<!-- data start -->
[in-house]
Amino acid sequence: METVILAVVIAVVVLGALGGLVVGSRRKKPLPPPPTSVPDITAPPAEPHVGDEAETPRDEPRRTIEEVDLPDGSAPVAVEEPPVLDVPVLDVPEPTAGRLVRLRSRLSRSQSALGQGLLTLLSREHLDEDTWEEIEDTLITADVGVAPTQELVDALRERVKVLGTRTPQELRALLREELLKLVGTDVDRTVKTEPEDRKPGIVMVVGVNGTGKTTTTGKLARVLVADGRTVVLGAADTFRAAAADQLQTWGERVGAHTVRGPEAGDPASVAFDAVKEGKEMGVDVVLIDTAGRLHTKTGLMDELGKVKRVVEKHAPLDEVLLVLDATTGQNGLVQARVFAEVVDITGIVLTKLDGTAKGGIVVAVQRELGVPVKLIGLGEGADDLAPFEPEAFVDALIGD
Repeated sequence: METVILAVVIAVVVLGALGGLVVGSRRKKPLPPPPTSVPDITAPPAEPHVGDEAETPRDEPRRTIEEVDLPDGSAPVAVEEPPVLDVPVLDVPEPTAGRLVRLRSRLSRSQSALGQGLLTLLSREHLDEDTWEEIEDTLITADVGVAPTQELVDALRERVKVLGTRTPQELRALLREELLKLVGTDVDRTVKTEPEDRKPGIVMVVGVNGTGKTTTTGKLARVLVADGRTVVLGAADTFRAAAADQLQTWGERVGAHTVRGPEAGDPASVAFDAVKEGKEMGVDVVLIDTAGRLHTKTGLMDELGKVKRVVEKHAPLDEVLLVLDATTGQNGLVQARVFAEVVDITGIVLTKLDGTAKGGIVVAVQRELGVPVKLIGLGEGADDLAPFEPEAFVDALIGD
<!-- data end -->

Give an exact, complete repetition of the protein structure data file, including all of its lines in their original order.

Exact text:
[in-house]
Amino acid sequence: METVILAVVIAVVVLGALGGLVVGSRRKKPLPPPPTSVPDITAPPAEPHVGDEAETPRDEPRRTIEEVDLPDGSAPVAVEEPPVLDVPVLDVPEPTAGRLVRLRSRLSRSQSALGQGLLTLLSREHLDEDTWEEIEDTLITADVGVAPTQELVDALRERVKVLGTRTPQELRALLREELLKLVGTDVDRTVKTEPEDRKPGIVMVVGVNGTGKTTTTGKLARVLVADGRTVVLGAADTFRAAAADQLQTWGERVGAHTVRGPEAGDPASVAFDAVKEGKEMGVDVVLIDTAGRLHTKTGLMDELGKVKRVVEKHAPLDEVLLVLDATTGQNGLVQARVFAEVVDITGIVLTKLDGTAKGGIVVAVQRELGVPVKLIGLGEGADDLAPFEPEAFVDALIGD
Repeated sequence: METVILAVVIAVVVLGALGGLVVGSRRKKPLPPPPTSVPDITAPPAEPHVGDEAETPRDEPRRTIEEVDLPDGSAPVAVEEPPVLDVPVLDVPEPTAGRLVRLRSRLSRSQSALGQGLLTLLSREHLDEDTWEEIEDTLITADVGVAPTQELVDALRERVKVLGTRTPQELRALLREELLKLVGTDVDRTVKTEPEDRKPGIVMVVGVNGTGKTTTTGKLARVLVADGRTVVLGAADTFRAAAADQLQTWGERVGAHTVRGPEAGDPASVAFDAVKEGKEMGVDVVLIDTAGRLHTKTGLMDELGKVKRVVEKHAPLDEVLLVLDATTGQNGLVQARVFAEVVDITGIVLTKLDGTAKGGIVVAVQRELGVPVKLIGLGEGADDLAPFEPEAFVDALIGD